The docs for
The function must be called with valid byte array
buf of sufficient size to hold the message bytes. If a message is too long to fit in the supplied buffer, excess bytes may be discarded.
I have a question here: what actually happens?
I think "may be discarded" is unnecessary vague -- that's udp socket, so the excess data will be discarded, won't it? It seems this wording is just inspired by manpages, where "may" is more warranted as, I think, one can
recv on a TcpSocket?
And the second thing: suppose truncation happens, would I get an Ok or Err here?
(secret agenda: it seems there's an opportunity to improve the docs here, they at least should mention that 65k buffer should be enough).
I'm not sure we should think of truncation as an error here. If you get the number of bytes you ask for where is the error? Even if any extra bytes are discarded.
It is definitely discarded, otherwise it wouldn't be UDP. I agree with your reasoning as to why the "may" is there - it is probably lifted from the manpage for
read (which in general may discard, depending on what the file-descriptor points to).
If it follows
read semantics, then it should be an
Ok, with the wrapped value being the size of the buffer (since the message was truncated).
I'd go so far to say that 2K is also enough, since for most systems, the size of the datagram is limited by the Ethernet layer's MTU (which is 1500, so removing the header length, it's even less).
On internet traffic Google uses 1500 bytes for receive buffer which is eithernet minimum MTU and 1200 bytes for send buffer which is IPv6 minimum MTU. But to make sure discard will never happen even 2k is not enough. For example traffic between AWS EC2 instances within same VPC tends to use jumbo frame which has MTU of 9001 bytes.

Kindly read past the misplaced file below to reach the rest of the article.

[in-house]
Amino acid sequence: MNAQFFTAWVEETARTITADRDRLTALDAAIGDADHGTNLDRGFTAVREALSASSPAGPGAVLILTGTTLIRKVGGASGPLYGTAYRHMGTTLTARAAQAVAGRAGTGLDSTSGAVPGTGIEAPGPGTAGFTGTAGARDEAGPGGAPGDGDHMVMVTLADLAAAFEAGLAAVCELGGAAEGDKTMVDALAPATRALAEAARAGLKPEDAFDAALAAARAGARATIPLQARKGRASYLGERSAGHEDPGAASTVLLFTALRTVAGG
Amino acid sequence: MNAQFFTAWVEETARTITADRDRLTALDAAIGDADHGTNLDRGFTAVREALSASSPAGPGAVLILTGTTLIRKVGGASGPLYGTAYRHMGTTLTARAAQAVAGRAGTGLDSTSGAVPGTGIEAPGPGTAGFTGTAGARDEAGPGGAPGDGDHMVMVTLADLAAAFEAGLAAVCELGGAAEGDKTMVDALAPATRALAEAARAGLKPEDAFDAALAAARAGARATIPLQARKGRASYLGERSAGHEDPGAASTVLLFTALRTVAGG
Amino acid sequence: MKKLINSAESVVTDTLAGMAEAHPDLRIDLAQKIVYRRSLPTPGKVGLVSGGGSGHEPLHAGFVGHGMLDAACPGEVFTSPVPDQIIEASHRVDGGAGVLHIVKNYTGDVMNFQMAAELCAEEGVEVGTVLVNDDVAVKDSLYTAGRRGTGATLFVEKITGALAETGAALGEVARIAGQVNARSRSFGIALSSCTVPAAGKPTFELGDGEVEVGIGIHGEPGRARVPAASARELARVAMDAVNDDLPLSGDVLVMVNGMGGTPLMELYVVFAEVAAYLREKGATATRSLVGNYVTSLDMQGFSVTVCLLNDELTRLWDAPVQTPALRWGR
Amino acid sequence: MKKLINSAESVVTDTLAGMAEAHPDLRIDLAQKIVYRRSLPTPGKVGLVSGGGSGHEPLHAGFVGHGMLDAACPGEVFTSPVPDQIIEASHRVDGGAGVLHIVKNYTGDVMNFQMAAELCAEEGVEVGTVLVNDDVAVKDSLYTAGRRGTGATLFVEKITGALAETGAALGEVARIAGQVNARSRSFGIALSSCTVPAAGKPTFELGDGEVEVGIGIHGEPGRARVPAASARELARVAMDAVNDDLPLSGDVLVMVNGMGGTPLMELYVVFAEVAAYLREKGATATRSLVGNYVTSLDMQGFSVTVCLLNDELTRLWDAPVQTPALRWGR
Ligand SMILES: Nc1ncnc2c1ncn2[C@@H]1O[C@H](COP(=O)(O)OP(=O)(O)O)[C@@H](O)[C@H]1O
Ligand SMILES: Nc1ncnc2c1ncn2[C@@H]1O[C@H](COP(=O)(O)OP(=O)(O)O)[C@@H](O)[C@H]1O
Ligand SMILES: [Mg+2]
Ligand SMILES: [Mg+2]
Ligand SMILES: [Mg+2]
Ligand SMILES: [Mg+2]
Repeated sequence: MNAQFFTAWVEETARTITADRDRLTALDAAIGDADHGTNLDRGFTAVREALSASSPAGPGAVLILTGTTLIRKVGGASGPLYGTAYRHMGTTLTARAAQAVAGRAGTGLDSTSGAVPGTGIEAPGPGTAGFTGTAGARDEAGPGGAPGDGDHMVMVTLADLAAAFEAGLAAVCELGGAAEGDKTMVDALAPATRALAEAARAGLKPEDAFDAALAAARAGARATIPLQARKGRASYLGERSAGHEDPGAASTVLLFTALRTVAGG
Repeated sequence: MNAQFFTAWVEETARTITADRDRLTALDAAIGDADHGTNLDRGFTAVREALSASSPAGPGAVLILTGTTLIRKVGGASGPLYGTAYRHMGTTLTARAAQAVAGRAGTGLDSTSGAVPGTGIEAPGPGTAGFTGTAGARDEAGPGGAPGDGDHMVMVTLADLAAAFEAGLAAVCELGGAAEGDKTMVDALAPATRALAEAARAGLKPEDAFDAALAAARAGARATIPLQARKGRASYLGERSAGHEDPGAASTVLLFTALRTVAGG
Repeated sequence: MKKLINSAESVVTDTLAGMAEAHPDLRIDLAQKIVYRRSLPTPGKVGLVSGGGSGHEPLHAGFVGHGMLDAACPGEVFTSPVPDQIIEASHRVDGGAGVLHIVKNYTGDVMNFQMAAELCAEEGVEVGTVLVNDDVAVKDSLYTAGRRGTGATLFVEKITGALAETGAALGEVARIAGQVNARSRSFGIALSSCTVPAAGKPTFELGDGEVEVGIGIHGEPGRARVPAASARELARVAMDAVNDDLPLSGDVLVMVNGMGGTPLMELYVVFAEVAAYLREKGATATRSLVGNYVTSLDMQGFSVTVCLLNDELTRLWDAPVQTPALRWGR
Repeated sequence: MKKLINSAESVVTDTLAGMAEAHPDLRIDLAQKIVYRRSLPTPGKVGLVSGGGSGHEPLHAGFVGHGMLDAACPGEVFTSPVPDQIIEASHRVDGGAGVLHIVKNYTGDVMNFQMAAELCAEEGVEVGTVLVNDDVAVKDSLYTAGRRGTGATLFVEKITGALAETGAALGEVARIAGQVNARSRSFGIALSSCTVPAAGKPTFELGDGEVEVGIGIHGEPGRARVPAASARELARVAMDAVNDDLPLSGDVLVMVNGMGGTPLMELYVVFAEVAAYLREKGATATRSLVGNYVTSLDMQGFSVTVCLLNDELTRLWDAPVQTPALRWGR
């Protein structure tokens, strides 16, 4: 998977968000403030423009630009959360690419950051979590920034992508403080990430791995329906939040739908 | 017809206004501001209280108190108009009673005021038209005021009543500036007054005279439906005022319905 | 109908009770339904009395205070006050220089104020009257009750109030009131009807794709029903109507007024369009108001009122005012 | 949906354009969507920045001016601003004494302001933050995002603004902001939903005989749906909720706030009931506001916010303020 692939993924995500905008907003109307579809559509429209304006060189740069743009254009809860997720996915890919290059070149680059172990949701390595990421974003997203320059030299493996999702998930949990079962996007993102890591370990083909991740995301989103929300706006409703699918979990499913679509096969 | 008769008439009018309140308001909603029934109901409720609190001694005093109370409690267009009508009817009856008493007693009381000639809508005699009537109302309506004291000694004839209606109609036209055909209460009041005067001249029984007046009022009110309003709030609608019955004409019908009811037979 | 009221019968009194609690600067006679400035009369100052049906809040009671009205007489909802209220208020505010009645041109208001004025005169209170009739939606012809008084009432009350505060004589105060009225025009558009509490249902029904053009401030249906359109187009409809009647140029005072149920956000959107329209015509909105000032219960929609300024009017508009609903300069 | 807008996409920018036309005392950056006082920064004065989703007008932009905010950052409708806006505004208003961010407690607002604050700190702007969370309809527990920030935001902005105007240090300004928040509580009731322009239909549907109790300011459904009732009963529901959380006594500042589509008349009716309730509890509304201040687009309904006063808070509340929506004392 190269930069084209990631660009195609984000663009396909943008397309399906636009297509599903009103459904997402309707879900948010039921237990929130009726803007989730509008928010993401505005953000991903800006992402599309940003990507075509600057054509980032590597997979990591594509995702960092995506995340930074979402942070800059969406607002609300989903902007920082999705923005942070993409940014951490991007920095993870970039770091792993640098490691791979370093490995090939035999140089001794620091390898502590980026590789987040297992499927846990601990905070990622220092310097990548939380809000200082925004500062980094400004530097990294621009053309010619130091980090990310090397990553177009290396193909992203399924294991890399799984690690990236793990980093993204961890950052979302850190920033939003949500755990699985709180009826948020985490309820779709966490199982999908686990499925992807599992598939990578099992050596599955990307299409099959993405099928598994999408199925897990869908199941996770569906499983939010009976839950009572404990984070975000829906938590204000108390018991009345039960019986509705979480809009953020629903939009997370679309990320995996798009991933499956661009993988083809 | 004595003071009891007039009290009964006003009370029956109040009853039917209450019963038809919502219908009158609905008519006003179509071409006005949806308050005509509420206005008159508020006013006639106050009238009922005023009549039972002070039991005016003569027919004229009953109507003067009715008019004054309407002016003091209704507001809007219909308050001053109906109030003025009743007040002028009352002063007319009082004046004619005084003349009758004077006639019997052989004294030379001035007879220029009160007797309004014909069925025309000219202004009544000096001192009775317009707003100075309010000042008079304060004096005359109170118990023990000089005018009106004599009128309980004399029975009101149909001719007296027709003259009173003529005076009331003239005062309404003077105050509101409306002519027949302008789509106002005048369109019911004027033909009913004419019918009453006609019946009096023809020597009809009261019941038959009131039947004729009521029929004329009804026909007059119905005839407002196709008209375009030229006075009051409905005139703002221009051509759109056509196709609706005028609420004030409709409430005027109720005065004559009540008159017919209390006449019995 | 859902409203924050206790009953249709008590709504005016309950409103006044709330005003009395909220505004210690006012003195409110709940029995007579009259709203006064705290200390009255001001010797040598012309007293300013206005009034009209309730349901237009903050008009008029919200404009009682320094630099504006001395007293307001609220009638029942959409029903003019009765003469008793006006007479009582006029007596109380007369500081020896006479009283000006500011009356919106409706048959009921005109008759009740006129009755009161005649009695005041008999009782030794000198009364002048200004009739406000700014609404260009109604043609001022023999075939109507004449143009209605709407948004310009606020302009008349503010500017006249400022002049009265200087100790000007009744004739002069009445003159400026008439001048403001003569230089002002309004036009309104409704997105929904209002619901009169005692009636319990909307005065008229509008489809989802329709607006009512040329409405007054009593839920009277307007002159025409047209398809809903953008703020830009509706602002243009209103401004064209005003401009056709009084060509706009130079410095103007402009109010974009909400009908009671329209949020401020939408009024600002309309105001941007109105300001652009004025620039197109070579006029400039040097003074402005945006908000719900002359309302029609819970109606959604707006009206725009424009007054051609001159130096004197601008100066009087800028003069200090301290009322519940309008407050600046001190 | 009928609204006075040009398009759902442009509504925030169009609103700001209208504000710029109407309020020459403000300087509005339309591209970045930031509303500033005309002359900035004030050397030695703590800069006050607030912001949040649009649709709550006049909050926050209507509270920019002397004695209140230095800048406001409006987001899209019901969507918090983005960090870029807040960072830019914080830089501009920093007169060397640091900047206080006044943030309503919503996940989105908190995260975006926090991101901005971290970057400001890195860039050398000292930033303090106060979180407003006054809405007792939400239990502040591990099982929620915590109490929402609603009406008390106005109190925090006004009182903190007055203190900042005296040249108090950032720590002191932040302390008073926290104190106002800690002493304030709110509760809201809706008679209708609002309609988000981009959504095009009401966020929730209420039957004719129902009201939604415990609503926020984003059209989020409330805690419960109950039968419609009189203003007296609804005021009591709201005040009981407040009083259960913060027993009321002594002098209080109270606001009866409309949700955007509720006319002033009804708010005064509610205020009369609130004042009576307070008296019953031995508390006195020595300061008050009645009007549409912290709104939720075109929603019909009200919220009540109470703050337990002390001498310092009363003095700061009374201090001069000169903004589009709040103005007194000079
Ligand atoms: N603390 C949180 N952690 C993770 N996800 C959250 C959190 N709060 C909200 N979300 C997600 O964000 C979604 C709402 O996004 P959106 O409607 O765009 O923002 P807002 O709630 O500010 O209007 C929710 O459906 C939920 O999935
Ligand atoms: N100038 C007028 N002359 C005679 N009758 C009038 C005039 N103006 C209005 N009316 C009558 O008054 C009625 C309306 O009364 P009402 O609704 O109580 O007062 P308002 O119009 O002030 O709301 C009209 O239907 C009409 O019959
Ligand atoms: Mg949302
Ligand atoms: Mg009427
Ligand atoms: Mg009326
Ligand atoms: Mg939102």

Hm, is this really so? I think packets larger than MTU can get fragmented. That is, as a sender, you should try to send small enough datagrams to avoid fragmentation. However, as a receiver, you can’t really assume that that would be the case.
I don't think UDP supports fragmentation - TCP does however.
Hm, fragmentation is a feature of IP, so UDP doesn’t need to support it directly I think? Or does it explicitly set the “don’t fragment” bit in IP?
Oh right! Well, that means that UDP datagrams must be re-assembled at the IP layer before being delivered to the UDP layer, right? So it shouldn't matter?
Although that means that MTU doesn't really limit the UDP packet size.
What I meant is that TCP, being stream oriented, can send whatever it feels like in a single packet. UDP being datagram oriented cannot do that.
This is correct,
UDP can fragment on the IP layer and be reconstructed (if all fragments survive).
(Jumbo UDP packets can also be larger than 64k, but I think that's pretty niche application. However, any "recommended" buffer size would need a number of caveats anyway, as the actual, practical limit is application/protocol specific, as others noted. Probably the best advice is "read up on your use case".)